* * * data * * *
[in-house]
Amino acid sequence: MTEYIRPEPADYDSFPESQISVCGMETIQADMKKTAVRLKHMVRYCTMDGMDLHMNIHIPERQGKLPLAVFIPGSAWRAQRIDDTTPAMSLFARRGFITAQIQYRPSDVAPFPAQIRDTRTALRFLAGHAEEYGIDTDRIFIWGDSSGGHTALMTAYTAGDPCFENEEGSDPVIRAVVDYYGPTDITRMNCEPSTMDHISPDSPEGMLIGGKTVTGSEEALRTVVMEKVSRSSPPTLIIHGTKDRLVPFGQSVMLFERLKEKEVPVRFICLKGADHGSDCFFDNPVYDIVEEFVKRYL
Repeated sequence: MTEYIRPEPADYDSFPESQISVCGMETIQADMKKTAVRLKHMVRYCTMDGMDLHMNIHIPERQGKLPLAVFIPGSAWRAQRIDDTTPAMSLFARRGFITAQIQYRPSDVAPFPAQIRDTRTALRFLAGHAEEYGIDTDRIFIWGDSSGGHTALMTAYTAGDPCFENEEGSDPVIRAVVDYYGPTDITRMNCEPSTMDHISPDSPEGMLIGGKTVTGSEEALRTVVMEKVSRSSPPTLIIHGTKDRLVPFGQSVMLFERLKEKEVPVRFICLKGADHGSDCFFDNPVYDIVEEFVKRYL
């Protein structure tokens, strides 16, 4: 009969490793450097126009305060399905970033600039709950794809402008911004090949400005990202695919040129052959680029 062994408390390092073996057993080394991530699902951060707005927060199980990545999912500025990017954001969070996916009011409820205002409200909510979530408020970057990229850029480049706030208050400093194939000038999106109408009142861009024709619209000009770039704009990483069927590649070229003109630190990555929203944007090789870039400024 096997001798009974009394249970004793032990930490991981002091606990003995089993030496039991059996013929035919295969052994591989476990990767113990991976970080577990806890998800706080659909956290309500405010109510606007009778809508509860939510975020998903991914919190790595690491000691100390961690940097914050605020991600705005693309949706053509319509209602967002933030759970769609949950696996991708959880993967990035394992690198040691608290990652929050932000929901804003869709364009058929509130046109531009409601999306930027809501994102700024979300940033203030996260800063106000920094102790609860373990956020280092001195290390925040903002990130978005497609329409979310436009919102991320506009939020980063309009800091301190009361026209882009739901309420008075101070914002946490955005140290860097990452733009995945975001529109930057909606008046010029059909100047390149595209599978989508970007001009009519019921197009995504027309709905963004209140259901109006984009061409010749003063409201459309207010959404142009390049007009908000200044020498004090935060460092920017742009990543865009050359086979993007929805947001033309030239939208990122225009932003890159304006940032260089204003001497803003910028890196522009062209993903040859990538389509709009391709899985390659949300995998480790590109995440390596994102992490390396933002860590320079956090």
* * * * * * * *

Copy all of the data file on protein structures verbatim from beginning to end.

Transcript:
[in-house]
Amino acid sequence: MTEYIRPEPADYDSFPESQISVCGMETIQADMKKTAVRLKHMVRYCTMDGMDLHMNIHIPERQGKLPLAVFIPGSAWRAQRIDDTTPAMSLFARRGFITAQIQYRPSDVAPFPAQIRDTRTALRFLAGHAEEYGIDTDRIFIWGDSSGGHTALMTAYTAGDPCFENEEGSDPVIRAVVDYYGPTDITRMNCEPSTMDHISPDSPEGMLIGGKTVTGSEEALRTVVMEKVSRSSPPTLIIHGTKDRLVPFGQSVMLFERLKEKEVPVRFICLKGADHGSDCFFDNPVYDIVEEFVKRYL
Repeated sequence: MTEYIRPEPADYDSFPESQISVCGMETIQADMKKTAVRLKHMVRYCTMDGMDLHMNIHIPERQGKLPLAVFIPGSAWRAQRIDDTTPAMSLFARRGFITAQIQYRPSDVAPFPAQIRDTRTALRFLAGHAEEYGIDTDRIFIWGDSSGGHTALMTAYTAGDPCFENEEGSDPVIRAVVDYYGPTDITRMNCEPSTMDHISPDSPEGMLIGGKTVTGSEEALRTVVMEKVSRSSPPTLIIHGTKDRLVPFGQSVMLFERLKEKEVPVRFICLKGADHGSDCFFDNPVYDIVEEFVKRYL
């Protein structure tokens, strides 16, 4: 009969490793450097126009305060399905970033600039709950794809402008911004090949400005990202695919040129052959680029 062994408390390092073996057993080394991530699902951060707005927060199980990545999912500025990017954001969070996916009011409820205002409200909510979530408020970057990229850029480049706030208050400093194939000038999106109408009142861009024709619209000009770039704009990483069927590649070229003109630190990555929203944007090789870039400024 096997001798009974009394249970004793032990930490991981002091606990003995089993030496039991059996013929035919295969052994591989476990990767113990991976970080577990806890998800706080659909956290309500405010109510606007009778809508509860939510975020998903991914919190790595690491000691100390961690940097914050605020991600705005693309949706053509319509209602967002933030759970769609949950696996991708959880993967990035394992690198040691608290990652929050932000929901804003869709364009058929509130046109531009409601999306930027809501994102700024979300940033203030996260800063106000920094102790609860373990956020280092001195290390925040903002990130978005497609329409979310436009919102991320506009939020980063309009800091301190009361026209882009739901309420008075101070914002946490955005140290860097990452733009995945975001529109930057909606008046010029059909100047390149595209599978989508970007001009009519019921197009995504027309709905963004209140259901109006984009061409010749003063409201459309207010959404142009390049007009908000200044020498004090935060460092920017742009990543865009050359086979993007929805947001033309030239939208990122225009932003890159304006940032260089204003001497803003910028890196522009062209993903040859990538389509709009391709899985390659949300995998480790590109995440390596994102992490390396933002860590320079956090």